Wednesday, August 22, 2012

On Love


My dear children, let us love one another since love comes from God and everyone who loves is begotten by God and knows God.  Anyone who fails to love can never have known God, because God is love.  








God's love for us was revealed when God sent into the world his only Son so that we could have life through him; this is the love I mean: not our love for God, but God's love for us when he sent his Son to be the sacrifice that takes our sins away.  













My dear children, since God has loved us so much, we too should love one another.  No one has ever seen God; but as long as we love one another God will live in us and his love will be complete in us.  We can know that we are living in him and he is living in us because he lets us share his Spirit.








We ourselves saw and testify that the Father sent his Son as saviour of the world.  If anyone acknowledges that Jesus is the Son of God, God lives in him, and he in God.  We ourselves have known and put our faith in God's love towards ourselves.  

God is love and anyone who lives in love lives in God, and God lives in him.  Love will come to its perfection in us when we can face the day of Judgement without fear; because even in this world we have become as he is.  








In love there can be no fear, but fear is driven out by perfect love because to fear is to expect punishment, and anyone who is afraid is still imperfect in love.  We are to love then, because he loved us first.  














Anyone who says, 'I love God', and hates his brother, is a liar, since a man who does not love the brother that he can see cannot love God, whom he has never seen.  So this is the commandment that he has given us, that anyone who loves God must also love his brother. - 1 John 4:7-21








Love is always patient and kind; it is never jealous; love is never boastful or conceited; it is never rude or selfish; it does not take offense, and is not resentful.  Love takes no pleasure in other people's sins but delights in the truth; it is always ready to excuse, to trust, to hope, and to endure whatever comes. - 1 Corinthians 13:4-8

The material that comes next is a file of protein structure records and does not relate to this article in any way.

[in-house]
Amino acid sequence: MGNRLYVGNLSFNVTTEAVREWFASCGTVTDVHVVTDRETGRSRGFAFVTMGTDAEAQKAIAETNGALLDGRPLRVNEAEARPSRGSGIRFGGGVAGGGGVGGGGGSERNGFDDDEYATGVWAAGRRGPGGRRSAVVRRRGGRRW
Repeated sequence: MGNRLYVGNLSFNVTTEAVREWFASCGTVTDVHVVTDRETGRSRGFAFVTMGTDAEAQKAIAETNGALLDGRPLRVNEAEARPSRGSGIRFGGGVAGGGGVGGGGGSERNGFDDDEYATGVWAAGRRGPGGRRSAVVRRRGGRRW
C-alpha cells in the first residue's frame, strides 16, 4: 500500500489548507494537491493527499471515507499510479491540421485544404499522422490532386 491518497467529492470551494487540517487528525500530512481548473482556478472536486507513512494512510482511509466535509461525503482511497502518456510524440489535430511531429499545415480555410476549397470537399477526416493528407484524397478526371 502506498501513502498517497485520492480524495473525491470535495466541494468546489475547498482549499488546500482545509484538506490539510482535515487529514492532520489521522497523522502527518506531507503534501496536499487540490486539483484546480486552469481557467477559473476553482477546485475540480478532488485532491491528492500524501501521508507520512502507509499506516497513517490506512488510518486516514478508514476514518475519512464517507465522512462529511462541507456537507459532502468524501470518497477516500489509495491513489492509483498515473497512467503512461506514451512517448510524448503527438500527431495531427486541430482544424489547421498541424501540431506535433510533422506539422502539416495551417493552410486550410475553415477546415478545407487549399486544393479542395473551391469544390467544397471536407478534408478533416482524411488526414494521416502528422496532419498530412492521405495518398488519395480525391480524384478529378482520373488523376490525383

Saturday, January 7, 2012


On the Ordinary, from 'The Thing: Obstinate Orthodoxy'
G.K. Chesterton

I am ordinary in the correct sense of the term; which means the acceptance of an order; a Creator and the Creation, the common sense of gratitude for Creation, life and love as gifts permanently good, marriage and chivalry as laws rightly controlling them, and the rest of the normal traditions of our race and religion. 

It is also thought a little odd that I regard the grass as green, even after some newly-discovered Slovak artist has painted it grey; that I think daylight very tolerable in spite of thirteen Lithuanian philosophers sitting in a row and cursing the light of day; and that, in matters more polemical, I actually prefer weddings to divorces and babies to Birth Control." 

Wednesday, December 28, 2011

St Alcuin: An Act of Penitence and Preparation


Draw near to me, O Lord and Saviour, that I may seek you with my whole heart; then I can ask for what I ought, and finally may adhere to the result of my prayers.  Liberate me from my past sins, protect me from the present ones that threaten me, and guard me against future sins.  Give me food and drink appropriate to the spirit of abstinence, the girdle of chastity, purity of heart, kindness and modesty; grant me spiritual joy and a perfect disdain of this world.

Enable me to guard against any occasion of scandal; grant me to love simplicity and purity, and always to seek after those things that make for peace.  Keep far from me hypocrisy: give me instead true humility, that I may make a full confession and a perfect amendment of my life.  Keep my tongue from the habit of swearing, from the clouds of deceit, and from the disease of detraction of others; also from addiction to gambling, and from the vanity of gossip and foolish talk.

Set a guard upon my mouth, and protect the doorway of my lips.  I beg you to permit me to obey the commands of those above me, and without delay to concur whole-heartedly with all that makes for obedience, compassion and peace.  Give me discretion in all things that I may distinguish between good and evil.  May I value what is good, and encourage others so that things may be better yet, recalling to the standards of your righteousness any who are moving away from you.